19 August 2020

Roles and challenges of banks during the pandemic

By Dr Yii Kwang Jing

The Malaysian government implemented Movement Control Order (MCO) on 18 March 2020 as a preventive measure against the COVID-19 pandemic. The ‘lockdown’ also induced the closure of all industries, except for infrastructure services, supermarkets, wet markets, and multi-functional stores selling daily necessities.

The entire national economy was tremendously affected by a significant upsurge in unemployment rate and many businesses as well as individuals lost their incomes. The ongoing continuance of the MCO was regulated in the form of Conditional Movement Control Order (CMCO) on 4 May 2020, followed by Recovery Movement Control Order (RMCO) from 10 June to 31 August 2020.

During this difficult time, the banks played an important role in providing cash flow support to the needy. To diminish the negative economic impacts of the pandemic, the Government and Central Bank of Malaysia (BNM) reached an agreement with all banks to grant an automatic six-month moratorium to all individuals and Small & Medium Enterprises (SMEs) related to loans or financing repayments from 1 April 2020.

In the case of credit card debts, the outstanding balances could be converted into a 3-year term loan with reduced interest rates to assist borrowers to better manage their debt. Meanwhile, the banks also provide appropriate time-bound repayment flexibility so that borrowers would not have their reports in the Central Credit Reference Information System (CCRIS) affected. 

Most recently, the targeted loan moratorium and repayment flexibility have been extended for borrowers who continue to be financially affected by the pandemic. Individual borrowers who experience loss of employment and income are allowed to extend the moratorium for three more months through an application of repayment flexibility subject to the banks’ approval. Moreover, individuals who are affected by salary reduction could also apply for a reduction in their loan instalment amounts for at least six months in proportion to their salary reduction.

For other borrowers, including SMEs, whose viable businesses may have suffered from cash flow problems or were facing difficulty to repay loans, three types of repayment flexibility are offered. They can pay only loan interest for a specified period, reduce monthly instalments by extending the loan period, and agree to other flexibility until borrowers could resume full repayment. In addition, the affected borrowers are also offered revised instalment schedules on hire purchase agreements in line with the Hire Purchase Act 1967 without any impact on their CCRIS credit reports.

However, as banks’ sources of funding are primarily deposits, borrowed capital and shareholders’ funds, the loan moratorium and repayment flexibility might cause insufficient funds for the banks’ primary functions such as providing loans and investments. The banks also require funds in the form of defensive assets and reserves, so as not to trigger liquidity risk in the banking sector.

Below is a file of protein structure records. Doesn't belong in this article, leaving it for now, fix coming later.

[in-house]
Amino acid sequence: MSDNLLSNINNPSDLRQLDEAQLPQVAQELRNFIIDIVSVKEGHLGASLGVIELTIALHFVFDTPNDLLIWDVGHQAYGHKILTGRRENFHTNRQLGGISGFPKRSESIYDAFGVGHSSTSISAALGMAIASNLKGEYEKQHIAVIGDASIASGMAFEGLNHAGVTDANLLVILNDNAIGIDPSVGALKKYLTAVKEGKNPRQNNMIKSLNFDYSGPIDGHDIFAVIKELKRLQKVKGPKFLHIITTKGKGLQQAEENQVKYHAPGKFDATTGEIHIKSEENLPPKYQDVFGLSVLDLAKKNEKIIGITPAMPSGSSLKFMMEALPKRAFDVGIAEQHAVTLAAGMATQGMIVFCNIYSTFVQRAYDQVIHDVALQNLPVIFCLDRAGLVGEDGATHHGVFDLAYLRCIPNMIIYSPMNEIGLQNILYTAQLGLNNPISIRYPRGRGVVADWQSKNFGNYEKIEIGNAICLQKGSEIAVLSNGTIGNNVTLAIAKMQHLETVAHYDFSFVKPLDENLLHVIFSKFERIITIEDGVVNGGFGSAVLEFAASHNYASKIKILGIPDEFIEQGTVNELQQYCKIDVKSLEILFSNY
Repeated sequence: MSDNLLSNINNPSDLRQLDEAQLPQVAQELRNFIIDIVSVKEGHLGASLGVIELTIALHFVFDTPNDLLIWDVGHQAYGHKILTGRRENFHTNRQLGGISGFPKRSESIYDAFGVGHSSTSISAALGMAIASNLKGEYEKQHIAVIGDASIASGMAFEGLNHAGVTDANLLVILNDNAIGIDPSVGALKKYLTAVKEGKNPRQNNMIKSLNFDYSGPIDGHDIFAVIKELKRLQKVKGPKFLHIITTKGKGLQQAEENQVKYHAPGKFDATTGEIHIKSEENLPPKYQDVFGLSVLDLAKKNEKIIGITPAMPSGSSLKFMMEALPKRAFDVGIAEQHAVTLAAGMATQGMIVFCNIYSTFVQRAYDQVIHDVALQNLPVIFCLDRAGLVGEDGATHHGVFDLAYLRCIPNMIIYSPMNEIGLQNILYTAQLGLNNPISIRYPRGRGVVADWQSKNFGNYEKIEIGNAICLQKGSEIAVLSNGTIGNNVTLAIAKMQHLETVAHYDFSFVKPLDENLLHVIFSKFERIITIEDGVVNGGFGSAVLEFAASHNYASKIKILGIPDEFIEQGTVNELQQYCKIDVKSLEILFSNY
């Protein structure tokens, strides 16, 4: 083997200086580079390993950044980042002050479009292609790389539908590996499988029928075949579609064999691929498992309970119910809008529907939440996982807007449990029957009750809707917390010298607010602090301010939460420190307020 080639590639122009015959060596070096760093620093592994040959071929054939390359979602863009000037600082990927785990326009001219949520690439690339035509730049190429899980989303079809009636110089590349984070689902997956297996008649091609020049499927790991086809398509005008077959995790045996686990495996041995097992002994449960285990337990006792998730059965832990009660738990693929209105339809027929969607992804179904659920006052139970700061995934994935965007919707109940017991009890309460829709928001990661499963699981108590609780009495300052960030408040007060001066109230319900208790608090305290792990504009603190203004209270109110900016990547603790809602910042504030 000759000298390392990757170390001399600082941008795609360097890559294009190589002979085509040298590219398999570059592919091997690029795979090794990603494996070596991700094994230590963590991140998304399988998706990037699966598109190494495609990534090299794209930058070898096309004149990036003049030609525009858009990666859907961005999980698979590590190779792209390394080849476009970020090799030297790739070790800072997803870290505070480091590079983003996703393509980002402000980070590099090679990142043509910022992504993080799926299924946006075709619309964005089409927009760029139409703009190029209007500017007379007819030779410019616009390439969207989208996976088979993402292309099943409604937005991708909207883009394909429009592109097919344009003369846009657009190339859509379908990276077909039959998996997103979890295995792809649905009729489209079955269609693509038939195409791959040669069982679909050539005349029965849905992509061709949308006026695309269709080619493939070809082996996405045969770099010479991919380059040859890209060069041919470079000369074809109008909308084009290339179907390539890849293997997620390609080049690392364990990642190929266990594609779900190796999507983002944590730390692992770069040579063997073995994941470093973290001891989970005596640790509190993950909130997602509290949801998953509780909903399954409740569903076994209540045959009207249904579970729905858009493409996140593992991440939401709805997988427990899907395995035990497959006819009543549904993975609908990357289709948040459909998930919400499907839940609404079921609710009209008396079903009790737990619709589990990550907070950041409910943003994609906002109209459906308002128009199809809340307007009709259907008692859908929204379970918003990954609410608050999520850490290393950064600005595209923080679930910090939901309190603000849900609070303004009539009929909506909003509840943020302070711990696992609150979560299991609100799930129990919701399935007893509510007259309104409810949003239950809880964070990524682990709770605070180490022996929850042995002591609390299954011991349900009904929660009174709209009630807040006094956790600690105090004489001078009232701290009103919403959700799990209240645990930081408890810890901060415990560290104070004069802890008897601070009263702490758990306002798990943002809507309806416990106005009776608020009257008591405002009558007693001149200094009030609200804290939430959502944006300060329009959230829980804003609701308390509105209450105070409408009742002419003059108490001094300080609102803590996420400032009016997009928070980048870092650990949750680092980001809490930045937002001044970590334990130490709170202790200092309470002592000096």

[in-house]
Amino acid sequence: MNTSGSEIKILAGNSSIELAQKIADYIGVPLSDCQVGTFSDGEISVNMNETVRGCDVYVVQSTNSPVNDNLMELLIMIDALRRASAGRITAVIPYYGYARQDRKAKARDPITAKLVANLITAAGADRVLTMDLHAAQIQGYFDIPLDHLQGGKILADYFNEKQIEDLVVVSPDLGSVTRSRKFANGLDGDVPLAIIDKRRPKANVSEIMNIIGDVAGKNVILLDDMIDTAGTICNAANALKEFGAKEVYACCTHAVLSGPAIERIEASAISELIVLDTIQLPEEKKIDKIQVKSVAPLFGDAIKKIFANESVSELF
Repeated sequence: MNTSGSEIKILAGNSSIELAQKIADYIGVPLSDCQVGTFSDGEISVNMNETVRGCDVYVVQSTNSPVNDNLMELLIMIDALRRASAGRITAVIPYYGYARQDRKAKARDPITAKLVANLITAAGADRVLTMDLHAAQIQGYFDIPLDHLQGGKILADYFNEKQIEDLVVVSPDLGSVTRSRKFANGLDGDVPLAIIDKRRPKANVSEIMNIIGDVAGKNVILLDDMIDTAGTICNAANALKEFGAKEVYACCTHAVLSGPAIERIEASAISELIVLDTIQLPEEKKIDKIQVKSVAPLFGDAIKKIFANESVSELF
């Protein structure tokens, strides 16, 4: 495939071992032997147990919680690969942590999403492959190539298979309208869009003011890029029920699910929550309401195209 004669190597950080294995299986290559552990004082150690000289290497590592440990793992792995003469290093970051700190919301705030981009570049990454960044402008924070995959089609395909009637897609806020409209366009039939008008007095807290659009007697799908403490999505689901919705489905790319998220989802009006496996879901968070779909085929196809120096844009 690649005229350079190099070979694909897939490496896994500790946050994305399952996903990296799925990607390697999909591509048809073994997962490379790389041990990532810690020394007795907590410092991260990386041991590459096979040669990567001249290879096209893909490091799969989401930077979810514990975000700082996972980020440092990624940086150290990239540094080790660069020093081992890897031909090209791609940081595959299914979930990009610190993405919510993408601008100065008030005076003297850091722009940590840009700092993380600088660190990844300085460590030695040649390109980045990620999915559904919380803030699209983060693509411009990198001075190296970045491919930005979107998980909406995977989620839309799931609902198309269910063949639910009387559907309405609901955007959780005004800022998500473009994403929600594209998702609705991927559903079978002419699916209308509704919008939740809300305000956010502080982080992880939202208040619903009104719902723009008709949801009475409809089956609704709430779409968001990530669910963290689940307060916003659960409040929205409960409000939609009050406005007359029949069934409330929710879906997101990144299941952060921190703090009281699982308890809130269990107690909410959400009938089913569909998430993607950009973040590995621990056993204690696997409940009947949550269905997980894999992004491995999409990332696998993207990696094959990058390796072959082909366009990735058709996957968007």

The impacts of the pandemic may be directed to the banks in terms of reduced loan growth, earnings, provisions, and liquidity. Moreover, the banks may encounter a critical challenge in relocating their newly designed distribution channels due to the introduction of social distancing and compliance functions. The banks should also be aware of their revenue relevant to the brand issues as market forces and customer behaviour may potentially change as a result of the pandemic. 

The effects and aftermath of the COVID-19 pandemic are expected to be felt far beyond the end of the MCO period. Therefore, the banking sector should consider significant macroeconomic parameters such as unemployment rate, interest rate and inflation rate and the short and long-term economic outlook to design more comprehensive post-COVID-19 financial assistance continuity plans.

Besides, the banks should rethink the balance sheet challenges such as monitoring deposit fluctuations, looking for opportunities of refinancing existing debt, raising new funding at attractive rates, and revising their planned capital actions. Furthermore, the bank’s business models should be adapted based on the new customer norms, considering social changes such as channel preferences, products and financial needs. In a nutshell, these actions would complement the government’s strategy to support vulnerable communities should similar crises occur in the future.

Source: Bank Negara Malaysia (BNM)

Dr Yii Kwang Jing is a lecturer at the School of Business at Swinburne University of Technology Sarawak Campus. He can be reached via email at KYii@swinburne.edu.my.